Richard Bradford used to walk and take photos in the mountains near his home in West Virginia. He says he can't do that anymore because his home is nearly surrounded by Massey Energy mountaintop removal projects.
Richard Bradford used to walk and take photos in the mountains near his home in West Virginia. He says he can't do that anymore because his home is nearly surrounded by Massey Energy mountaintop removal projects. Frank Langfitt/NPR
The coal mine disaster in West Virginia last week thrust the mine's owner, Massey Energy, into the national spotlight. But people in the area have known Massey for years as a powerful — and divisive — force in the state's Coal River Valley.
Joe Cromer works the reception desk at a motel in Beckley, W.Va., and makes $7.40 an hour. A couple of weeks ago, his grandfather, a former coal miner, urged him to change careers — and triple his pay.
"He said the only money to be made around here — if you're not going to stay in school — go into the mines," he says.
But Cromer says he would not go work for the company now.
"I've only heard bad things about Massey. They will work you to death. My uncles and my grandpa never worked for Massey," he says. "They've always told me — stay away from Massey."
Largest Employer And High Wages
But staying away from Massey is easier said than done. It's the area's largest private employer and pays among its highest wages. And its mountaintop removal coal mines are literally reshaping the landscape.
Richard Bradford, a retired schoolteacher, grew up where Hazy Creek meets the Coal River. He says he's lived there for 65 years.
In the mid-1990s, Massey began operating surface mines in the mountains above Bradford's one-story wooden house. Today, Massey mines surround him on three sides.
Bradford says he can no longer hike in the mountains without trespassing on Massey operations. And sometimes Massey sets off explosives that shake the houses below.
"I know one time they let off a big shot up in Hazy, and it filled this whole hollow with dust," he says. "It came all the way down here, you couldn't see nothing."
When asked how he feels about Massey, Bradford says: "I wish he'd go back to Virginia, because he's really ruined my life."
Bradford is referring to Don Blankenship, the CEO of Richmond, Va.-Massey
'I'm Tickled To Death To Have A Job'
Last week, Massey's Upper Big Branch mine suffered a massive explosion that killed 29 miners. It was the worst coal mine accident in four decades. Last year, the mine had a nonfatal injury rate significantly worse than the national rate. But speaking to reporters last week, Blankenship said Massey put safety first.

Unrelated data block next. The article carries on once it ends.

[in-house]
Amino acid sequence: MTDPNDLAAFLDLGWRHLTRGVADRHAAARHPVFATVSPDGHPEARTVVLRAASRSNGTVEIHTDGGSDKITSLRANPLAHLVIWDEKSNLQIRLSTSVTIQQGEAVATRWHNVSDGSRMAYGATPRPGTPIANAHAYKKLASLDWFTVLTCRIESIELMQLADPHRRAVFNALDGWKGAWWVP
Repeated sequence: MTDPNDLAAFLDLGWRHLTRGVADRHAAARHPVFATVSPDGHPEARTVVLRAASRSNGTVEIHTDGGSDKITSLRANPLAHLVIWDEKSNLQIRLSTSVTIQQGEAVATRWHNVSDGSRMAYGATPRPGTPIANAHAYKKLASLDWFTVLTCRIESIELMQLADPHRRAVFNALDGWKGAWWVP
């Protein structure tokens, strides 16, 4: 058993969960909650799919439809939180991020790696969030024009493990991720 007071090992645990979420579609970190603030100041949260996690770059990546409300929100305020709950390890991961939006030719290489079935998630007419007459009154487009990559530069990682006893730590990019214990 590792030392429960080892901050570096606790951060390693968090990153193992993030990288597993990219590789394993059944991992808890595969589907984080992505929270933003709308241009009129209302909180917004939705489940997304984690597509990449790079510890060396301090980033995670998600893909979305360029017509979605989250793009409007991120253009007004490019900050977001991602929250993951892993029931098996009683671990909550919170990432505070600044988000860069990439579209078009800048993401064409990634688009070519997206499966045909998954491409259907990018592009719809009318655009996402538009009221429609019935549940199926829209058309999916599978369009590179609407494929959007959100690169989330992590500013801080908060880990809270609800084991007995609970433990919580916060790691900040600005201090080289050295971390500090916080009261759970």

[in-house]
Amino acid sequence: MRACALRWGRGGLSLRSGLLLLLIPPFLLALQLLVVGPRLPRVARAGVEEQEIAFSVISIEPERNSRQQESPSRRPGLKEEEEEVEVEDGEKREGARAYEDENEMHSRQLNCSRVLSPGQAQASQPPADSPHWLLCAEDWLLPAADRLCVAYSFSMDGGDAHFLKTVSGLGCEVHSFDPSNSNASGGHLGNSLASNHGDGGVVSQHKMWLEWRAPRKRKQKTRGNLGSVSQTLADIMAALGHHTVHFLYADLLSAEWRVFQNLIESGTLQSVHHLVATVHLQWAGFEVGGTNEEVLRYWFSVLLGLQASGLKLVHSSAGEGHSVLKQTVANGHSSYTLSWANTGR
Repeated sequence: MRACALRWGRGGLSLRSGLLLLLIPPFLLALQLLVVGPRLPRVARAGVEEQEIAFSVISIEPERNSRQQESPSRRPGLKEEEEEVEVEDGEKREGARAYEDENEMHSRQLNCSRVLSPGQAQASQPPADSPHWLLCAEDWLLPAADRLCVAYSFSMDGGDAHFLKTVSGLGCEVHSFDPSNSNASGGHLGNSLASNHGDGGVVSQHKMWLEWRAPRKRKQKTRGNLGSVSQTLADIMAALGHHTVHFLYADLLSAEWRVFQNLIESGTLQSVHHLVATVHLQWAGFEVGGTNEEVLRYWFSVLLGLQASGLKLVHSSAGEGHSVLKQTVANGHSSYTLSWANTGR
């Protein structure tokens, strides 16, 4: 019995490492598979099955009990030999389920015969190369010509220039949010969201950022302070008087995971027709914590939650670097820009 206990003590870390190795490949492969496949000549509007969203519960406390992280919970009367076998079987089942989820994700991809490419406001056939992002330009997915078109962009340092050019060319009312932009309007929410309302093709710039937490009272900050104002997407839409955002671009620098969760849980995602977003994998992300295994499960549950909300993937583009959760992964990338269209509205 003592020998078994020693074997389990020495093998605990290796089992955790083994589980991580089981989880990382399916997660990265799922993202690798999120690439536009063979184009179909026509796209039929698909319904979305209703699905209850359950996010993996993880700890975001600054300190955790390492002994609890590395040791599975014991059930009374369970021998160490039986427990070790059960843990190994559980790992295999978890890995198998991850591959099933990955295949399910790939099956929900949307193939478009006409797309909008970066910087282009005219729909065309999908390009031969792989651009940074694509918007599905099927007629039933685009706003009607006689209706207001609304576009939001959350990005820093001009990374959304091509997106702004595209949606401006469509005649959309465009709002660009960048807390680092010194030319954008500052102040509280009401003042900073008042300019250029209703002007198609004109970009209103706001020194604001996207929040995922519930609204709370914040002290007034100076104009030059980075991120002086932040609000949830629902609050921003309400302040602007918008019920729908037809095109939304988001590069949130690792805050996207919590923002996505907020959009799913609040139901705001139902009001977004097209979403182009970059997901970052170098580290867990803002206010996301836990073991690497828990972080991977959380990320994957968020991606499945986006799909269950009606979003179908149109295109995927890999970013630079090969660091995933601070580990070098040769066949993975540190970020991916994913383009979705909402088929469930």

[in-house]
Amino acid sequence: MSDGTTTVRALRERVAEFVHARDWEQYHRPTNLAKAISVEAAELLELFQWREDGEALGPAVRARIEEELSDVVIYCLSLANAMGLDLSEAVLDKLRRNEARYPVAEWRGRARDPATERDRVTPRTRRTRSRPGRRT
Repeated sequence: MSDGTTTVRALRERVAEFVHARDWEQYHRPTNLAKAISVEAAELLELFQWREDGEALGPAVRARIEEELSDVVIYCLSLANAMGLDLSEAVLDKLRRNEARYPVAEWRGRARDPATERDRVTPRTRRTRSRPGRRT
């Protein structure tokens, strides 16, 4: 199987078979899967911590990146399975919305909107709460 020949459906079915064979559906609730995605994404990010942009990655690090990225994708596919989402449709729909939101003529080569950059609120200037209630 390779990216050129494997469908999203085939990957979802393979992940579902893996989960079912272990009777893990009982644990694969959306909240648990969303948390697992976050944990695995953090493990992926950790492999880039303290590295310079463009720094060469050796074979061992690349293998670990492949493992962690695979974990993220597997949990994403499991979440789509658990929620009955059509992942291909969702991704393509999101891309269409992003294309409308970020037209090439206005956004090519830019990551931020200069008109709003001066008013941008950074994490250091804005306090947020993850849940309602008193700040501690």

Rob Lemon works for Massey Energy, where he says a foreman like himself can make $80,000 to $100,000 a year. "If I didn't think it was safe, I wouldn't be there," he says. "And whenever I think it's not safe, I'll leave."
Rob Lemon works for Massey Energy, where he says a foreman like himself can make $80,000 to $100,000 a year. "If I didn't think it was safe, I wouldn't be there," he says. "And whenever I think it's not safe, I'll leave." Frank Langfitt/NPR
"Safety always trumps, and we have inspectors from all the agencies every day," he said. "So, we don't have any control over ignoring safety procedures. And we don't want to have accidents. I mean, no matter how you look at it. Accidents, first of all, are a human tragedy. Second, they disrupt you and cause additional regulations and issues, and none of us want that."
Brian Lemon, who grew up down the road from the Upper Big Branch mine, spent 10 years in North Carolina doing construction. But when the housing industry collapsed, the only high-paying work he could find back in West Virginia was with Massey.
"I jumped at the opportunity to come home, to be where my family's at," he says. "Most of my family are coal miners and have always been coal miners. I'm just tickled to death to have a job."
Rob Lemon, Brian's cousin, is an underground foreman at Massey. He says he makes up to $100,000 a year — a huge wage in southern West Virginia.
"The reason I believe a lot of people in this area have bad things to say about Massey is it's a nonunion mine, and this has always been a union territory," he says. "I don't praise Massey for everything they do. Massey's a company that's out to make money. If I didn't think it was safe, I wouldn't be there. And whenever I think it's not safe, I'll leave."
'I'm Grateful For It'
During lunchtime at Libby's city diner in nearby Whitesville, french fries bubble in the kitchen. Owner Jim Scott, who also owns a hair salon down the street, says Massey is crucial to the local economy.
"Our evening business is mostly people getting off work from Massey," he says. "As far as my hair salon goes, I'd say a large part of my business there is the wives of Massey miners."
Scott says Massey is "very important" to him.
"You know, as a matter of fact, my Uncle Doody, last night, we had his wake and funeral today," he says, referring to Deward Scott. "He got killed up there."
Despite the loss, Scott says he has "no problem with Massey at all. None whatsoever."
"As far as how I feel about 'em, I'm grateful for it, to be honest with you," he says.
The subject of Massey is so sensitive some people prefer not to discuss it. NPR met a car dealer who had many nice things to say about the company — but he said he worried that his customers, who don't like Massey, would take offense. He said it was best to say nothing at all.